With the US presidential election now in the rear-view mirror, oil and gas producers and the broader associated businesses – from services companies, equipment manufacturers to truckers – are closely monitoring the outlook for this industry as President-elect Joe Biden responds to calls from a section of his base for swift climate action. The seasoned politician will have to strike a fine balance between the aspirations of young voters seeking stringent measures on issues such as emissions and a fracking ban, with a sector that has helped propel the US to the league of top global producers in less than a decade, and was a key driver of jobs growth. With exports surging to 3 million barrels per day before the Covid-19 pandemic hit, the US also helped plug major holes in the global supply chain with disruptions in output from major exporters such as Libya, Iran and Venezuela. That’s kept pump prices for gasoline and other fuels under control and ensured macroeconomic stability with benign inflation rates.
While the shale boom began under President Barack Obama, President Donald Trump, a self-proclaimed American oil champion, reversed and revised many climate initiatives of the previous government, perhaps quickening the decision-making process for companies and supporting their ability to grow production rapidly following a recovery in prices after an initial crash in 2015. A key component of Trump’s assistance to the industry was a 14% corporate tax break in 2017 for operators, part of his signature legislation to reduce US corporate taxes to make companies more globally competitive. Besides the tax break, and following on from his 2016 campaign pledges, President Trump relaxed various energy and environmental sector policies. Just four days after being sworn into the White House, on 24 January 2017, the president signed executive orders to allow construction work to begin on the divisive Dakota Access and Keystone XL oil pipelines. These proposals were previously vetoed by President Obama, partly due to environmental concerns in Nebraska. If built, Keystone XL would provide the US with improved access to supplies from Canada and transport links from North Dakota, Montana and Oklahoma to Gulf coast refineries, in addition to creating jobs, additional tax revenue and investment from the industry. On 4 August 2017, barely six months after Trump’s inauguration, the administration submitted a formal request to withdraw the United States from the Paris Climate Deal, a United Nations-led agreement to address and combat climate change.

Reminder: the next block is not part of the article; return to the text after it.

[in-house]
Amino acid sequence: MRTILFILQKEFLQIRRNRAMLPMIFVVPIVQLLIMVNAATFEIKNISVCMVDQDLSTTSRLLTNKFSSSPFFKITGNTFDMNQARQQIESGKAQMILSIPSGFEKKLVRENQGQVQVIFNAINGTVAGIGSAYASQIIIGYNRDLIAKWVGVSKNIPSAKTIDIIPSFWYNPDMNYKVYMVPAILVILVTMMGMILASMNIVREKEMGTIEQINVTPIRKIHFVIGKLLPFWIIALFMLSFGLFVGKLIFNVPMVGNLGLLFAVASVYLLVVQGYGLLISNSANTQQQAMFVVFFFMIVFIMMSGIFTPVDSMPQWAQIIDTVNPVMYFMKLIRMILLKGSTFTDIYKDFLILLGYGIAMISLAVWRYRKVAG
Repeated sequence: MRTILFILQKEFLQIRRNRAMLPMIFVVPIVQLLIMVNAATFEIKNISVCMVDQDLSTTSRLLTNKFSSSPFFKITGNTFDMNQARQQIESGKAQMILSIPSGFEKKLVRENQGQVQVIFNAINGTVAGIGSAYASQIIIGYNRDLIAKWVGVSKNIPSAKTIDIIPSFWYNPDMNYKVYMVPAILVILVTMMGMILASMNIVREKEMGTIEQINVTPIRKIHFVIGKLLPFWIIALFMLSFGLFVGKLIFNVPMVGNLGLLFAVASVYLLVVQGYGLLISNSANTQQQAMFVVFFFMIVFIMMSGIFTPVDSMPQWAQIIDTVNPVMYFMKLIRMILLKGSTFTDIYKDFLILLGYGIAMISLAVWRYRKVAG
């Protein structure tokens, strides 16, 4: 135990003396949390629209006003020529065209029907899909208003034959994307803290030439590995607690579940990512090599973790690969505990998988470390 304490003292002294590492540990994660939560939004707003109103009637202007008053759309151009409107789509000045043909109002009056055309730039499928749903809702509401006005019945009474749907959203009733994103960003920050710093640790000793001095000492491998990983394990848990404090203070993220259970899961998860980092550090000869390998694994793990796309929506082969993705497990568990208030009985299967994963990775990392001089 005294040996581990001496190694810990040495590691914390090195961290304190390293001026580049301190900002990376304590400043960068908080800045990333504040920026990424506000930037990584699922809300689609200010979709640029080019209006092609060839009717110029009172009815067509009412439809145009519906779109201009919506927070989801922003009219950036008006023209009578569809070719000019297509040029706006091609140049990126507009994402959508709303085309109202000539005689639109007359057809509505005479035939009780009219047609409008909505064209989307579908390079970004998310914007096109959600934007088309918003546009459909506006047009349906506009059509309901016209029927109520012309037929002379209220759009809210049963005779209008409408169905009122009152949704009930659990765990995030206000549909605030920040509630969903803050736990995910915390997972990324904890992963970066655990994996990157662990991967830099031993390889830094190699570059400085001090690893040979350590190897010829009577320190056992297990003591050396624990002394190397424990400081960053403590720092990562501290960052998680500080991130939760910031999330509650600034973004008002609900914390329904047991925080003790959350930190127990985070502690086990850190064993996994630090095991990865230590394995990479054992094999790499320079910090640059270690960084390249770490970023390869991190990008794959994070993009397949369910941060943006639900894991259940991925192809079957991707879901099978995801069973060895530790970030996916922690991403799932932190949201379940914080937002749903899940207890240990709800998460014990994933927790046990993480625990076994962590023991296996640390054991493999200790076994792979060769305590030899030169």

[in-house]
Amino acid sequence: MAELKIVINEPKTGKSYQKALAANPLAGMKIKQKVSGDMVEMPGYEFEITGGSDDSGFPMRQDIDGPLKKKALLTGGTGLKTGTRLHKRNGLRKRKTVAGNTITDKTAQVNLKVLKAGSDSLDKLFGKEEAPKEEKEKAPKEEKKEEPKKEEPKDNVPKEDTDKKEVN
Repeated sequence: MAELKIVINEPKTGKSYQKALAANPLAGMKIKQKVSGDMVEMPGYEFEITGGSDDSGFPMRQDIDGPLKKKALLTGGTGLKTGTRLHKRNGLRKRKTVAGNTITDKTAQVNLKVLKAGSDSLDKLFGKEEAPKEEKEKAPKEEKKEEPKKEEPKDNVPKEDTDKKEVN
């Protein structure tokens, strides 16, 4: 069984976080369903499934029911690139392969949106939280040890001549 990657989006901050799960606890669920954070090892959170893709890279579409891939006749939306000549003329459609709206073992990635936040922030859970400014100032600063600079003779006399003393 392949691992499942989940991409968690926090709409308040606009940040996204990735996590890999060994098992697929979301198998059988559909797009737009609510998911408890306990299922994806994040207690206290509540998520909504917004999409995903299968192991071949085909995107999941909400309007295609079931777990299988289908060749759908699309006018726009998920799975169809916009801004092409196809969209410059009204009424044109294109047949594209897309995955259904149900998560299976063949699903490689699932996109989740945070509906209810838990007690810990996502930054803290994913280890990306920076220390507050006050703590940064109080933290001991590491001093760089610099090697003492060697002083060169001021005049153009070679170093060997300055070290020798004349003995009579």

The full article details 2021-2023 price forecasts for Brent, our outlook on what fracking bans could look like and where they could occur, and dives deep into our estimates for renewable energy additions. Register your details now to download the full article.